The rotational constants B and D are both slightly vibrationally dependent so that the term values of Equation (5.19) should be written... [Pg.112]

Measurement and assignment of the rotational spectmm of a diatomic or other linear molecule result in a value of the rotational constant. In general, this will be Bq, which relates... [Pg.131]

As in diatomic molecules the structure of greatest importance is the equilibrium structure, but one rotational constant can give, at most, only one structural parameter. In a non-linear but planar molecule the out-of-plane principal moment of inertia 4 is related to the other two by... [Pg.132]

In, for example, the planar asymmetric rotor molecule formaldehyde, IT2CO, shown in Figure 5.1(f), it is possible by obtaining, say, and B in the zero-point level and in the V = 1 level of all six vibrations to determine and B. Two rotational constants are insufficient, however, to give the three structural parameters rg(CFI), rg(CO) and (ZFICFI)e necessary for a complete equilibrium structure. It is at this stage that the importance of... [Pg.132]

However, even for a small molecule such as HgCO, determination of the rotational constants in the v = 1 levels of all the vibrations presents considerable difficulties. In larger molecules it may be possible to determine only Aq, Bq and Cq. In such cases the simplest way to determine the structure is to ignore the differences from A, and Cg and make sufficient isotopic substitutions to give a complete, but approximate, structure, called the Tq structure. [Pg.133]

The separation of individual lines within the Q branch is small, causing the branch to stand out as more intense than the rest of the band. This appearance is typical of all Q branches in infrared spectra because of the similarity of the rotational constants in the upper and lower states of the transition. [Pg.178]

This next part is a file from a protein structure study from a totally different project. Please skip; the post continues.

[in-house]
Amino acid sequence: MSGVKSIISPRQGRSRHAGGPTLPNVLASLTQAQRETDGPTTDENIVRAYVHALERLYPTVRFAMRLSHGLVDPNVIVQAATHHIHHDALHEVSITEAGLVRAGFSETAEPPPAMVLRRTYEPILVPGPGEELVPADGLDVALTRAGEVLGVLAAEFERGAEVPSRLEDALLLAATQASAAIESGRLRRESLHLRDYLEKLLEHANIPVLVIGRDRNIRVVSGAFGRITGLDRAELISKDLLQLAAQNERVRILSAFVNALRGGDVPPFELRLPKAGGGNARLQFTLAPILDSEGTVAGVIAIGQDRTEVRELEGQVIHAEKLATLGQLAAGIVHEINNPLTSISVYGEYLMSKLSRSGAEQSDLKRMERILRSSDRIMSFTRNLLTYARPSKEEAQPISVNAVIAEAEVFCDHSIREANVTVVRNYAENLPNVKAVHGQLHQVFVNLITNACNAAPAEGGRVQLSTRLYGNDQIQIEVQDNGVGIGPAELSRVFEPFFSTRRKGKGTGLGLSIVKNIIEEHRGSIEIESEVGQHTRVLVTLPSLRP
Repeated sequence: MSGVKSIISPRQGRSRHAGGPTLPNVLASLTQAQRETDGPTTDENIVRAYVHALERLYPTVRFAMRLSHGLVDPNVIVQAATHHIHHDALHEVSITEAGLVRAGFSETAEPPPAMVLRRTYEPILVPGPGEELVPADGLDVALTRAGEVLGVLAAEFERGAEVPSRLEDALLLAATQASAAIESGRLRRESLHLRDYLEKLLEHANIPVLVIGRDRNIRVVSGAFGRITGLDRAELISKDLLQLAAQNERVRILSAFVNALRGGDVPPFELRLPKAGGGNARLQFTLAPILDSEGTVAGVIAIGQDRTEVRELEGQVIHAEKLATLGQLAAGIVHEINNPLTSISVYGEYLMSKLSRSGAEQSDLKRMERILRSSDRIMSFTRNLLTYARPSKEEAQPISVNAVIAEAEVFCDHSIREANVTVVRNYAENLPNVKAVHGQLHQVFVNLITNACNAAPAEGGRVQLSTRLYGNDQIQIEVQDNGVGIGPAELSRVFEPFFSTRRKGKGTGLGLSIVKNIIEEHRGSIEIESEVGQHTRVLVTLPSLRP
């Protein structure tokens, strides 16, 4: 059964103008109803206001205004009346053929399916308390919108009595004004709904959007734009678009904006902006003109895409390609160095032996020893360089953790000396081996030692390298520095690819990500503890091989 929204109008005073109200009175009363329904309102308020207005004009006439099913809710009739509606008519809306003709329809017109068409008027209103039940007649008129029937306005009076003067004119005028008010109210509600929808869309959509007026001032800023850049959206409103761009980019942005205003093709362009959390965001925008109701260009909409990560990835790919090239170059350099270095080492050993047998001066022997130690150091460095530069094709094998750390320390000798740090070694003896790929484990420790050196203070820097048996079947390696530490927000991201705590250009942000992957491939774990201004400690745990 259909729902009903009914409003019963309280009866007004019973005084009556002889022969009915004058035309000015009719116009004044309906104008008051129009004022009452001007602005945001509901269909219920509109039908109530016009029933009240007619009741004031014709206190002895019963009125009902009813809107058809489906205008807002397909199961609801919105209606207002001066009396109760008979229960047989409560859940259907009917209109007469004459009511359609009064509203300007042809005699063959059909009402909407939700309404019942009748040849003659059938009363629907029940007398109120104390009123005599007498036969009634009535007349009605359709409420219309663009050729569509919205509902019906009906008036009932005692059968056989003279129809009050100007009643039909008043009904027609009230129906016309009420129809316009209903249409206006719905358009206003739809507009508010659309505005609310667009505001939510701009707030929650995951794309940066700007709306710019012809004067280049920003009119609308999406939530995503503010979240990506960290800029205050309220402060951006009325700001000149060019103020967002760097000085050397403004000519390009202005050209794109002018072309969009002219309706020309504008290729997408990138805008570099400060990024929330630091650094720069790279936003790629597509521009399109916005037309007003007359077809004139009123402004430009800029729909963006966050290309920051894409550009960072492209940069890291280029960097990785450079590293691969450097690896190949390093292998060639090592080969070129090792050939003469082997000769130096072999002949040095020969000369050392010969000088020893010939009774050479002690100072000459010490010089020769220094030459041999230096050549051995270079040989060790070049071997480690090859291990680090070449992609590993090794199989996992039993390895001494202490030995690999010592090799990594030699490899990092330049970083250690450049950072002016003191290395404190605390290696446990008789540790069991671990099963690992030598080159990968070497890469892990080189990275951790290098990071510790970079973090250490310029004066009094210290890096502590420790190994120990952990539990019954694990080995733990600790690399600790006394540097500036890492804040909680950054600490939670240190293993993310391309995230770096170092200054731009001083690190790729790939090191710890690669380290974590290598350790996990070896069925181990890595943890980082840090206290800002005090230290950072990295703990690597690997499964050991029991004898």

From the following wavenumbers of the P and R branches of the 1-0 infrared vibrational band of H Cl obtain values for the rotational constants Bq, Bi and B, the band centre coq, the vibration-rotation interaction constant a and the intemuclear distance r. Given that the band centre of the 2-0 band is at 4128.6 cm determine cOg and, using this value, the force constant k. [Pg.195]

The illustration of various types of vibronic transitions in Figure 7.18 suggests that we can use the method of combination differences to obtain the separations of vibrational levels from observed transition wavenumbers. This method was introduced in Section 6.1.4.1 and was applied to obtaining rotational constants for two combining vibrational states. The method works on the simple principle that, if two transitions have an upper level in common, their wavenumber difference is a function of lower state parameters only, and vice versa if they have a lower level in common. [Pg.250]

The method of combination differences applied to the P and R branches gives the lower state rotational constants B", or B" and D", just as in a A transition, from Equation (6.29) or Equation (6.32). These branches also give rotational constants B, or B and D, relating to the upper components of the 77 state, from Equation (6.30) or Equation (6.33). The constants B, or B and D, relating to the lower components of the state, may be obtained from the Q branch. The value of q can be obtained from B and B. ... [Pg.260]